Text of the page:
1. Endorphin Release: Endorphins are the natural pain relievers produced in your body. They work by binding to the opioid receptors in your brain to block the perception of pain, similar to the opioid pain medications such as oxycodone or morphine. By encouraging increased production of these natural hormones you can substantially reduce your pain. The trick then becomes how to choose an activity that you can do for a sustained period so those endorphins can be released. But how can you exercise if you’re in pain? My advice: yoga or swimming. These offer minimal impact as well as being able to modify them for your own capabilities. Another one that comes to mind is Tai Chi.
2. Oh, those Essential Oils: Aromatherapy can be helpful. Use essential oils in massage therapy. Some have analgesic effects, such as: peppermint oil, rosemary and lavender. You can add some to the tub, pressure points or even dab some on sheets to help with sleep.
3. Soak in a Tub: I was never much of a bath person. I prefer showers. But Epsom salt in the water, a blend of Eucalyptus and peppermint oil and you might mistake it for heaven. Seriously, it is the most amazing thing ever. It helps with muscle pain and spasm and arthritis. You can try a soak before exercise too! It will limber you up and make it less stressful, especially if you have not been active in a long time.
4. Heat Therapy: This can be a hot water bottle, a hot bath or one of those microwavable pads. Let me tell you, it helps. There was one night I was on my couch with no less than three heating pads. Bliss, darlin’!
5. Get a Little Sun: I’ve always had a love/hate relationship to the sun. I have photophobia which only gets worse when I have a migraine. My family thinks I am a vampire because I have to dim the lights all the time and I hate those LED lights that shine like daylight. As it is, I can only do small amounts of outside light, but I know from my time in the North East that I struggled with Seasonal Affective Disorder. Those long, gray winters were dreadful. But studies show that 10-15 minutes of sun exposure a day can help the body produce Vitamin D and many people who have chronic pain seem to be deficient in Vitamin D. So drink up some sunlight. Even if it’s a little bit.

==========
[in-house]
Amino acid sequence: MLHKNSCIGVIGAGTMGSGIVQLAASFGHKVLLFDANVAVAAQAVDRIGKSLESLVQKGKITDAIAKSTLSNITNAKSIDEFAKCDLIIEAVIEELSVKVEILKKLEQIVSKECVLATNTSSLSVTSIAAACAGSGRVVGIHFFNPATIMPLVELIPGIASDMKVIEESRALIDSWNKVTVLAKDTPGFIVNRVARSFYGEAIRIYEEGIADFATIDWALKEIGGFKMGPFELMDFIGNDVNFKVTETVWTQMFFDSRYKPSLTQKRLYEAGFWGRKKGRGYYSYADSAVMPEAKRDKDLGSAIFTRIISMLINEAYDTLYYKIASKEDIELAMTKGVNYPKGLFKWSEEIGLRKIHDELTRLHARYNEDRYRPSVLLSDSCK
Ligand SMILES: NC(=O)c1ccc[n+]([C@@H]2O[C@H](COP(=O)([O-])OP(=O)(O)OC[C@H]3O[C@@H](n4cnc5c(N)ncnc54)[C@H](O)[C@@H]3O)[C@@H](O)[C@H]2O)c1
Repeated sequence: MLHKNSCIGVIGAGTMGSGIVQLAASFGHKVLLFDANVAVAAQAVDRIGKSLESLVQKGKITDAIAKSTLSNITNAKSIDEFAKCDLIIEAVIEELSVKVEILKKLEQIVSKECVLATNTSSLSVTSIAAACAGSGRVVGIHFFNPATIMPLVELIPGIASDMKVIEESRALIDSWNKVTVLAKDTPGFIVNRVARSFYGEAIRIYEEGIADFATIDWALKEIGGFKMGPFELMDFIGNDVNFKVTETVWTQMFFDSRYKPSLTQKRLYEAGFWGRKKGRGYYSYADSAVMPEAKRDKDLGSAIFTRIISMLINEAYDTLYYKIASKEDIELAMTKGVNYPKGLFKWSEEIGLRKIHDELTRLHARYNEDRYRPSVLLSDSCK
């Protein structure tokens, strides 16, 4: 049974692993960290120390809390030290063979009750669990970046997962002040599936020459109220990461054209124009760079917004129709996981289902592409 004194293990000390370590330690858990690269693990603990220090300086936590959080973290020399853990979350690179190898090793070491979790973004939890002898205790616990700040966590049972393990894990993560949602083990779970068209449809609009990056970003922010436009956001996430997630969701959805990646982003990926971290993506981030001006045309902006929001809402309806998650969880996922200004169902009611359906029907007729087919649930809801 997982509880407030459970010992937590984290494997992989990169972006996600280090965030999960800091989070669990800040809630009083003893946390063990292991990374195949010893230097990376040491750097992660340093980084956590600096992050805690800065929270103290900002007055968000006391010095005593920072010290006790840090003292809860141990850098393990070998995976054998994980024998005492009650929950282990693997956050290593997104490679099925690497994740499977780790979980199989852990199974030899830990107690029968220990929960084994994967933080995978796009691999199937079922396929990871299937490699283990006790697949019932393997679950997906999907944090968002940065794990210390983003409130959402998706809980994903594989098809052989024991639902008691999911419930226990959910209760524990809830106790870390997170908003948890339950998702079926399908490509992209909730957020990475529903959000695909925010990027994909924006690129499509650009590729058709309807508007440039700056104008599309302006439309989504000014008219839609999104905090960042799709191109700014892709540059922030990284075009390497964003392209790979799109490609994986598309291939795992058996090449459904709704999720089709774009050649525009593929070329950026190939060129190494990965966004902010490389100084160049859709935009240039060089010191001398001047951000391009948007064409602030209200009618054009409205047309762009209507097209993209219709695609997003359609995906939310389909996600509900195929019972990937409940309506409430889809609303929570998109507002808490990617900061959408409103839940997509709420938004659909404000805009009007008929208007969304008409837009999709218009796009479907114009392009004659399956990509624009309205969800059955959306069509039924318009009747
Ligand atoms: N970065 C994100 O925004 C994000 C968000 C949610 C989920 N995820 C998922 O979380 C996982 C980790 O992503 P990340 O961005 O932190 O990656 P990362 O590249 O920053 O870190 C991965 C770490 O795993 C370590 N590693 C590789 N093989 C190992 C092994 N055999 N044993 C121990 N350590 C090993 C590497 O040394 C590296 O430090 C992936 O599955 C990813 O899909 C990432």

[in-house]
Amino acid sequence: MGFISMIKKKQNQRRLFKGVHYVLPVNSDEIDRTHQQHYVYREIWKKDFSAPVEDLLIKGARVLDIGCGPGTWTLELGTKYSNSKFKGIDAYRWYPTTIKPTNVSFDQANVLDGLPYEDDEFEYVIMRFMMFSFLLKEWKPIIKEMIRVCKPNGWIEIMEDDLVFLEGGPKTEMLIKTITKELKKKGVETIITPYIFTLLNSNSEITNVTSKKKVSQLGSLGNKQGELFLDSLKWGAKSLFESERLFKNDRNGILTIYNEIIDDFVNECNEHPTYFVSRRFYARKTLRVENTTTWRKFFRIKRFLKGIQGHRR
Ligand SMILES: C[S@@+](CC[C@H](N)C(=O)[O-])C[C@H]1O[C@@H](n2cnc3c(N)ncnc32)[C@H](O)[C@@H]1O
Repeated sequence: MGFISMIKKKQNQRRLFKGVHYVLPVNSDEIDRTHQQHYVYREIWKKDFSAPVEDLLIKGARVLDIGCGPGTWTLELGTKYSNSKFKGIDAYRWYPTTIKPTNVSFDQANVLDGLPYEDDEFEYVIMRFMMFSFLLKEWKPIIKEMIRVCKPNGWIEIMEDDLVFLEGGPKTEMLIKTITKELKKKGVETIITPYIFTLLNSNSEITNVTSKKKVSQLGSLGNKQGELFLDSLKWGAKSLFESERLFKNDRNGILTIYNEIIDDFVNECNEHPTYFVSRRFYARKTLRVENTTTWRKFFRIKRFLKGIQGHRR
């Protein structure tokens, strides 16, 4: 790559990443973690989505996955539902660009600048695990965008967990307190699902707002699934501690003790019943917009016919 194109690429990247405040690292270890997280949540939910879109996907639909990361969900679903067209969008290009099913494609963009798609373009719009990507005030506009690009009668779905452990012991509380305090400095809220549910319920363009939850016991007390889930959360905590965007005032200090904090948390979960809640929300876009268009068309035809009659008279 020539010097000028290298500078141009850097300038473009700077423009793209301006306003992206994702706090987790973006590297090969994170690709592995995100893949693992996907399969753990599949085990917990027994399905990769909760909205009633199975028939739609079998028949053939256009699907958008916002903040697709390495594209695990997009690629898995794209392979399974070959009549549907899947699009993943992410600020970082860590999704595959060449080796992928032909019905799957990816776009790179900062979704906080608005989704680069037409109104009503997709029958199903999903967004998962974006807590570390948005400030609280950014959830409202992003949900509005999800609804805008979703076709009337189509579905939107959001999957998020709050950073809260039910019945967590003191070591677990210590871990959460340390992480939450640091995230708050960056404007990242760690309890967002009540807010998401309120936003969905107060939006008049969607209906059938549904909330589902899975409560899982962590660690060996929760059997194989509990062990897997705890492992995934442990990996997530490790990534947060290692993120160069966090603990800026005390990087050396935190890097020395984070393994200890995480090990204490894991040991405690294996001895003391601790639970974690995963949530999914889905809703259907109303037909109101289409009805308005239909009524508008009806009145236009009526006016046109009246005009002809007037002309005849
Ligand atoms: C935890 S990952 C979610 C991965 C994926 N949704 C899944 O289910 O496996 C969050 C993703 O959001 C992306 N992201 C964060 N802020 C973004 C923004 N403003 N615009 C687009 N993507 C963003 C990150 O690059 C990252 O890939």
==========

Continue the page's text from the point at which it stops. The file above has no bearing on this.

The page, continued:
6. Om Your Way Through Pain: There is something to be said about the effect of meditation on pain. The sound you make when chanting ‘Om’ or any other pleasing sound of your choosing, is both a focal point to keep you on track and specific to relieving pain. Studies have shown that ‘Om’ and even other sounds like singing bowls can have a positive effect on the brain and alleviate pain. Start with a few minutes each day and work toward 30 minutes.
7. Ice it Down: It seems ridiculously obvious, and I promise I’m not trying to insult your intelligence, but- inflammation to some degree, contributes to chronic pain and so reducing that inflammation can help. Use an ice pack or ice to relive areas of pain giving you most grief. Ice acts like a local anesthetic by slowing nerve impulses which interrupts pain signals.
Next time we will continue on this chronic pain journey. This week has been particularly bad for me given no sleep, migraine and then an allergy flare up that has me wanting to crawl under a rock and not come out. I am looking forward to our holiday in up north, though I am hoping my allergies don’t go crazy given we are going to be in woods central. It’s also going to be my first time traveling with chronic pain. Keep your fingers crossed. But I will have to more posts before I leave and just so you know, feel free to drop me a note on my Twitter or here! I want to hear from you. I have at least one reader out there so bring it on! And not related, in case you are wondering, the images I have been posting are of carious places in India. It is my hope and dream to go there one day! I just thought they made beautiful back ground images. Stay strong!
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